The “Childe Rowland” (or Roland) story comes from a mishmash of sources: the Song of Roland, a chanson de geste probably written about 1040 CE; a Scottish ballad; a line from a (fake) madman ending a scene in Shakespeare’s King Lear; a Robert Browning poem (audio version) arguably more about the poet than Childe Rowland; and a fairy tale retelling of the Scottish ballad, in chronological order. Steve Schroer, founder of the Hardcover Theater and prolific playwright, adapter, and professor, used all of these sources and others, including his own mind, to write an adaptation of the story that addresses head-on one of the more disturbing elements of the original. Six Elements Theatre, in collaboration with Hardcover Theater, is producing the result, a play titled Childe Roland to the Dark Tower Came.
In general, the play is in the model of other meta-fictional stories: there’s a genre-savvy narrator, the Seer, who uses her wry wit to point out the tropes and genre elements. “You know the pattern,” she says to Childe (that is, not-yet-a-knight) Roland, early in the first act. The other characters tend to act as if they don’t know they’re in a play, even though the Seer literally brings the house lights up at one point. Within the world of the play, the characters are in a fairy tale, and it’s a familiar story even if one doesn’t know the exact tale: a sister kidnapped by the King of Elfland and three brothers each sent on the quest to rescue her. The older two fail, of course, setting Roland on his way to the King of Elfland’s Dark Tower. He doesn’t know the way, but that’s fine; he’s the hero. He’ll make it there, as long as he does the thing he must do, and doesn’t do the thing he must not do.
Once he’s in Elfland, he interacts with various elves all in rather pastoral occupations: a cowherd, a shepherd, a goose girl, and so forth. The interactions don’t go well; this is the disturbing element that Schroer wanted to tackle in his story. In his playwright’s note in the program he’s coy about the nature of the interactions for reasons of spoiler prevention, and this review will preserve that notion, but astute readers will be able to guess what happens (and it’s revealed in the first twenty minutes or so of the play). That having been said, though, while Schroer confronts the topic, he has no easy or simple answers for Roland or the audience, and we’re left trying to fit everyone’s actions into a worldview not shaped for them.
The set is a minimalist collection of moving pieces made of black platforms and white skeleton-like wooden structures echoing parts of a staircase or the walls of a steepled church. A chorus of three elves (primarily women) comes out at various points in the play to describe the current setting to the audience. The chorus was especially effective, in fact; while a different production might choose to augment the stage with scrims or lighting effects, nothing was particularly needed other than the words.
Because it’s a fairy tale involving a would-be knight as the main character, it would not be out of line to presume that there’s some sword-fighting in the story. Given that Six Elements Theatre is also the home of Human Combat Chess and the Brawl of America stage combat workshop, one might also presume that it was well-done. Indeed, it was; the most effective fight, in my opinion, was the one between three actors midway through the second act. The choreography was excellent and effective, and the actors who participated in it had clearly put in the time to make it look exactly as it should.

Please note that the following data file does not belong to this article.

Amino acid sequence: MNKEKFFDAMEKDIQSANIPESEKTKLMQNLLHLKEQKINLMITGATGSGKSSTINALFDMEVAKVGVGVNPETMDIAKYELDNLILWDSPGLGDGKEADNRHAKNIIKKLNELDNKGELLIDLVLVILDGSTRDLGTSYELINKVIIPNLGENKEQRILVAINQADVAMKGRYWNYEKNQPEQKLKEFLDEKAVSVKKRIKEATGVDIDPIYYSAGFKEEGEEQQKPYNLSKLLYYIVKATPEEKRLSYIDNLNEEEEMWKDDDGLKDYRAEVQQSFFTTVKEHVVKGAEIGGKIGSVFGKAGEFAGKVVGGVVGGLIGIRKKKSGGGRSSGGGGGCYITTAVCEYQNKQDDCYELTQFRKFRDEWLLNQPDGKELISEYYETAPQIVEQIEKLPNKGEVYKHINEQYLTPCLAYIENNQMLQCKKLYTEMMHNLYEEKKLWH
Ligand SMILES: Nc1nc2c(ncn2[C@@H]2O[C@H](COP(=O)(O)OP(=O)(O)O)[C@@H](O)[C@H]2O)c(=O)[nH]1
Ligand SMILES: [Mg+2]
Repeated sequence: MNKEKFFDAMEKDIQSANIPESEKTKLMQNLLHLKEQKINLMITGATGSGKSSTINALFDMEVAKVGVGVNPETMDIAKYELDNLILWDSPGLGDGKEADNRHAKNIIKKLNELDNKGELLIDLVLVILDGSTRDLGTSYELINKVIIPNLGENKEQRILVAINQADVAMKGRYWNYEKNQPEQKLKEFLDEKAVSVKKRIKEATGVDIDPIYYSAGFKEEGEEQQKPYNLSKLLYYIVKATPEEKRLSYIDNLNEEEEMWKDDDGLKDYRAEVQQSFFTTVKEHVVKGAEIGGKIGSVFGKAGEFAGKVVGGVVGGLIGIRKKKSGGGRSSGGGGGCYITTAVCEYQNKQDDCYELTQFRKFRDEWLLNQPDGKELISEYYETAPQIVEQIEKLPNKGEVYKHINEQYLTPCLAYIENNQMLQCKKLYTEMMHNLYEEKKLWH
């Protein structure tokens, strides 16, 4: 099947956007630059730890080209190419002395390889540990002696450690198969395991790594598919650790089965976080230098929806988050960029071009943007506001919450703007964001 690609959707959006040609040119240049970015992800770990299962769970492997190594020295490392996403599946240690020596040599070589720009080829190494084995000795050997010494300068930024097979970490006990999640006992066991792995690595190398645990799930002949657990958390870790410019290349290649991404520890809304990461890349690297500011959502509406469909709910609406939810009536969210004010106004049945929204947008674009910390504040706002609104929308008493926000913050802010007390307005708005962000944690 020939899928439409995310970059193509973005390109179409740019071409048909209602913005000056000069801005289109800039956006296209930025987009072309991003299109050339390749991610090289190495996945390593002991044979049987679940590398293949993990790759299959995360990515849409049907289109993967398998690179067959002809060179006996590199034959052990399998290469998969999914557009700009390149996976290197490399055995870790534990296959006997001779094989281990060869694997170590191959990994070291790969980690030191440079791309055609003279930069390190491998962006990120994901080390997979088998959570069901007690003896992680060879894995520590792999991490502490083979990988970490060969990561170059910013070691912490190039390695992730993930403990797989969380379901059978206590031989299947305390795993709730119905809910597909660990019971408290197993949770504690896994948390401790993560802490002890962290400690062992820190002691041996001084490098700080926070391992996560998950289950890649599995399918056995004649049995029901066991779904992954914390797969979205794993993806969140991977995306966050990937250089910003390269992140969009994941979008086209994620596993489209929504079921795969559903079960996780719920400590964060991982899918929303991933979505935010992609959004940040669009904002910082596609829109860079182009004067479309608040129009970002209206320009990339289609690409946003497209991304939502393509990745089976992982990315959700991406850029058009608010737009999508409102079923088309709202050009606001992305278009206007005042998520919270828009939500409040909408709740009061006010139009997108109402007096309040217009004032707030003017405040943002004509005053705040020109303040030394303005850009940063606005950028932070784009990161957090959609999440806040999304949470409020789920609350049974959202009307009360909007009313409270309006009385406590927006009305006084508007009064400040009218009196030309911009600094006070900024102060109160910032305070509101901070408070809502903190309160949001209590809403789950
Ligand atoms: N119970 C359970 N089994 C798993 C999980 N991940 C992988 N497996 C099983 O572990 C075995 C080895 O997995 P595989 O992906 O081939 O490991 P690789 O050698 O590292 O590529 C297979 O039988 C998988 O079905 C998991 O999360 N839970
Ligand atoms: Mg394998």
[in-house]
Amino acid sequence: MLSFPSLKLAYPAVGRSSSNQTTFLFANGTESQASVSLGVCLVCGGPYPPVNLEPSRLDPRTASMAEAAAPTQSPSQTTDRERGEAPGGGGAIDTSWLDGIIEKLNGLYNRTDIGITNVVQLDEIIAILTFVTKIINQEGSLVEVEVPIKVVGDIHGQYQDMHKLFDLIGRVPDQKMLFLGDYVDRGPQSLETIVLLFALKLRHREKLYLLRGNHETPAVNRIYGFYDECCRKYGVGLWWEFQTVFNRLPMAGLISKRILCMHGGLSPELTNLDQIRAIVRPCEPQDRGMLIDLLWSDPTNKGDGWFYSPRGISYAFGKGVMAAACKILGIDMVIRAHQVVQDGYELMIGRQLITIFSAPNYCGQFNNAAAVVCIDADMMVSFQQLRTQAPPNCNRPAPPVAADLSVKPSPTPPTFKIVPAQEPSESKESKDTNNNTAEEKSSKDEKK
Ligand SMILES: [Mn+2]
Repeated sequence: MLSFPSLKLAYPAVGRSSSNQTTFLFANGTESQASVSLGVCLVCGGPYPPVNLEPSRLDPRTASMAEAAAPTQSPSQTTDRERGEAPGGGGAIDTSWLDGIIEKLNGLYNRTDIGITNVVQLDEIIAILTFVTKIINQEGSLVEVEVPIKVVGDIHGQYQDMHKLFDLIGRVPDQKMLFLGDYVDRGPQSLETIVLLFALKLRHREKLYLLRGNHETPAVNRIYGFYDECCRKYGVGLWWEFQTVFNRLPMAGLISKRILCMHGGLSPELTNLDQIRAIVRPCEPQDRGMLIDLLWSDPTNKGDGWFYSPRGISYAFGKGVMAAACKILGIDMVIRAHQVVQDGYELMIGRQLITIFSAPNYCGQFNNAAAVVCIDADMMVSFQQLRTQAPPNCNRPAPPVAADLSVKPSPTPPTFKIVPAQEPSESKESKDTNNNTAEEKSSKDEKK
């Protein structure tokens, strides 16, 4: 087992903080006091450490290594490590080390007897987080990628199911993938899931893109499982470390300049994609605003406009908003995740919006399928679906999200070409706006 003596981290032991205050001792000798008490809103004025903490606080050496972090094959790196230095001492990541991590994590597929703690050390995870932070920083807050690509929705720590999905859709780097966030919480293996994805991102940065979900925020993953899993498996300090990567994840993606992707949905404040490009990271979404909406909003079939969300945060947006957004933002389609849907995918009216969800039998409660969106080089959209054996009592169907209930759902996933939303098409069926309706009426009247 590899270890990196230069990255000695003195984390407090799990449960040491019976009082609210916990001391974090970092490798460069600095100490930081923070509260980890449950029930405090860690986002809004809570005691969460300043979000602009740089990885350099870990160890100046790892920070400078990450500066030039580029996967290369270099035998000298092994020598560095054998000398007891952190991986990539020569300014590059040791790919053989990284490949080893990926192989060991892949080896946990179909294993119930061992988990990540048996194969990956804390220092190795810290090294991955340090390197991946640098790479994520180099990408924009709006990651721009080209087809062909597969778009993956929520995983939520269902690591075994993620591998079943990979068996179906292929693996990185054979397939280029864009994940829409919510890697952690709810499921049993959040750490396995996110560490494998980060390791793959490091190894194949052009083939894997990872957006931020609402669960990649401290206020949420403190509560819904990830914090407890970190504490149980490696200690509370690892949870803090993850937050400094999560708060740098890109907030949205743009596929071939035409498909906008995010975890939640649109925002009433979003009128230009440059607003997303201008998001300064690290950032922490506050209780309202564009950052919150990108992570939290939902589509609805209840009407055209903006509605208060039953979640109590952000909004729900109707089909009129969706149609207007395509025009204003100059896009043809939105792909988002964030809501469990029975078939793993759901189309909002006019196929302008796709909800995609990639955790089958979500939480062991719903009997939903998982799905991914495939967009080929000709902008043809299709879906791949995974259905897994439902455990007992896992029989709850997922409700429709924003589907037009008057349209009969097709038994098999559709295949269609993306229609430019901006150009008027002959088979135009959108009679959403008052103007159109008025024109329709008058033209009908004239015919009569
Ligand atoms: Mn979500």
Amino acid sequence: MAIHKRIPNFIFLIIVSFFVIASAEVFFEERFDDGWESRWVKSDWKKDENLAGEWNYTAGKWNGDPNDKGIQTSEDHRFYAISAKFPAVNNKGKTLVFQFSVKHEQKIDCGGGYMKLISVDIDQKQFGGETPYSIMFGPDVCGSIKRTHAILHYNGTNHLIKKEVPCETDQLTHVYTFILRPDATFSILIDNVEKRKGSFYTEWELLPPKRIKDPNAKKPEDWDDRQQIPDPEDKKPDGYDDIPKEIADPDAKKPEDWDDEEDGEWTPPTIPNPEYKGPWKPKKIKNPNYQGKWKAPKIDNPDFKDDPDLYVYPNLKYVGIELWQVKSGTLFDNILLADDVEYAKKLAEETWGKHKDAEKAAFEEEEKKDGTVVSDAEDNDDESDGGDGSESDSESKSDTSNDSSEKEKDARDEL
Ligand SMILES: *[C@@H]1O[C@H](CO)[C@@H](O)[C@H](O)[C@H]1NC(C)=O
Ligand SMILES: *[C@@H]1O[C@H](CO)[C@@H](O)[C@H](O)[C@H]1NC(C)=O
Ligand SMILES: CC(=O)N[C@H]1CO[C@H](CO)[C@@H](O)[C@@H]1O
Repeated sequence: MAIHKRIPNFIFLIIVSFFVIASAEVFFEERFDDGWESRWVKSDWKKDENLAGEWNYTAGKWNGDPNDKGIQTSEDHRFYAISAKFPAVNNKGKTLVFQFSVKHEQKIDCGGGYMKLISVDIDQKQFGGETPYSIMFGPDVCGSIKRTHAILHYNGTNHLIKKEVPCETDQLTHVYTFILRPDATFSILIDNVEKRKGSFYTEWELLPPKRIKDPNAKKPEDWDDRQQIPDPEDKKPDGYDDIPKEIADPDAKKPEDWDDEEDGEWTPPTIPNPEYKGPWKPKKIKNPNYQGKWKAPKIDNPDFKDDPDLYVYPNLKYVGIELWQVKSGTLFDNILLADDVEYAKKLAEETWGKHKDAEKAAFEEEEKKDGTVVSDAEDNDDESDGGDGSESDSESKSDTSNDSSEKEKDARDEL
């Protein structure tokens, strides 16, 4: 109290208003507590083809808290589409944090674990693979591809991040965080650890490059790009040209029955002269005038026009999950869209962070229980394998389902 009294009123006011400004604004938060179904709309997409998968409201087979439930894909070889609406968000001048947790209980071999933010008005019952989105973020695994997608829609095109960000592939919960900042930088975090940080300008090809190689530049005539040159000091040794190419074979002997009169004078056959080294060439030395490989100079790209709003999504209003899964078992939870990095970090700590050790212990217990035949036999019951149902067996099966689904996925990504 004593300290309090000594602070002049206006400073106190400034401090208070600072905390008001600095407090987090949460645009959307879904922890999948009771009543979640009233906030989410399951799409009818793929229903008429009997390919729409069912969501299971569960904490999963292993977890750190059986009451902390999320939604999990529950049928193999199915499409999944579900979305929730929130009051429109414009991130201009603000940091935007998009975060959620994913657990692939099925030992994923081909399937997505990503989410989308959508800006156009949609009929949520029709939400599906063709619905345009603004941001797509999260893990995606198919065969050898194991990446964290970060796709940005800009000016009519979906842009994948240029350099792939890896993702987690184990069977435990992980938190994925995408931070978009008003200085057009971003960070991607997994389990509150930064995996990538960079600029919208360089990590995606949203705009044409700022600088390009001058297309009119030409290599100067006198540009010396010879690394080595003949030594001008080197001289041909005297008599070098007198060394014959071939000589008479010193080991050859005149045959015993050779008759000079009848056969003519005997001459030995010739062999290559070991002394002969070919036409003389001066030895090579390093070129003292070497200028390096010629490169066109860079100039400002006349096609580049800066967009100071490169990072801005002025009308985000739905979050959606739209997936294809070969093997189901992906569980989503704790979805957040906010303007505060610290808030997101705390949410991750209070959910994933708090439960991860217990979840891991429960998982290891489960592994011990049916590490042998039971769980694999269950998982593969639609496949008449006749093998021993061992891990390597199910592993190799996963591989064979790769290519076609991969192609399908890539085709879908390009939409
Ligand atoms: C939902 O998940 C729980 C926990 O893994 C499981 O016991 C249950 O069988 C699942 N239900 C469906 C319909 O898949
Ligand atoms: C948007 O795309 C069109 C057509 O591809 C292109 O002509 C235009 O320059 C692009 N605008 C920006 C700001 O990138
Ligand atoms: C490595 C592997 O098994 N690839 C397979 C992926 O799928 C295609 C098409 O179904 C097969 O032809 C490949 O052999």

The Historic Mounds Theatre is a small theater, seating fewer than two hundred, but the ceilings are high and the room feels very spacious, giving the actors a lot of room in which to work. The stage itself, and the aforementioned set pieces, offered multiple platforms and pseudo-balconies to increase the drama as the dialogue and rising action did so as well. While the first scene of the play perhaps didn’t have the zip that it might in later performances, overall, the professionalism of the writing, acting, directing, and especially the stage crew was in fine display. Performances that stood out included Jessica Thompson Passaro as the Cowherd, Barkeep, and an Elf, with precise comic timing in all her roles. Laura Wiebers was also impressive as the unflappable and unchangeable Seer, and Matthew Kelly, the scenery-chewing Elf King, nearly stole the entire play. Aaron Ruder was a strong and stable Childe Roland, and he, Mason Tyer, and Henry Southwick (winner of the wittiest bio in the program) played the roles of brothers to the hilt.
Fans of Stephen King’s The Dark Tower series might be drawn in by the name, or by the promise of a story based on the same source material, but in all honesty, other than the broad strokes of the story, it’s not worth looking for similarities. Schroer has clearly gone a very different direction with his lead, his setting, and his underlying themes. Fans of fairy tales, especially dark, fractured ones, will find more to love than those who primarily appreciate King’s prose and his dark, brooding gunslinger. Those who like their fairy tales with a side of meta-commentary and more questions than answers will enjoy Childe Roland to the Dark Tower Came most of all.
Especially if they enjoy stage combat.
Childe Roland to the Dark Tower Came is at the Historic Mounds Theatre, 1029 Hudson Road in St. Paul, on March 11, 13 (a pay-what-you-can performance), 17 (with a post-show discussion), 18, 19 (2:30 pm matinee), 24, and 25. Tickets range from $15 to $25, other than Monday, March 13. All shows other than March 19 are at 7:30pm and the play lasts about two hours, with one intermission.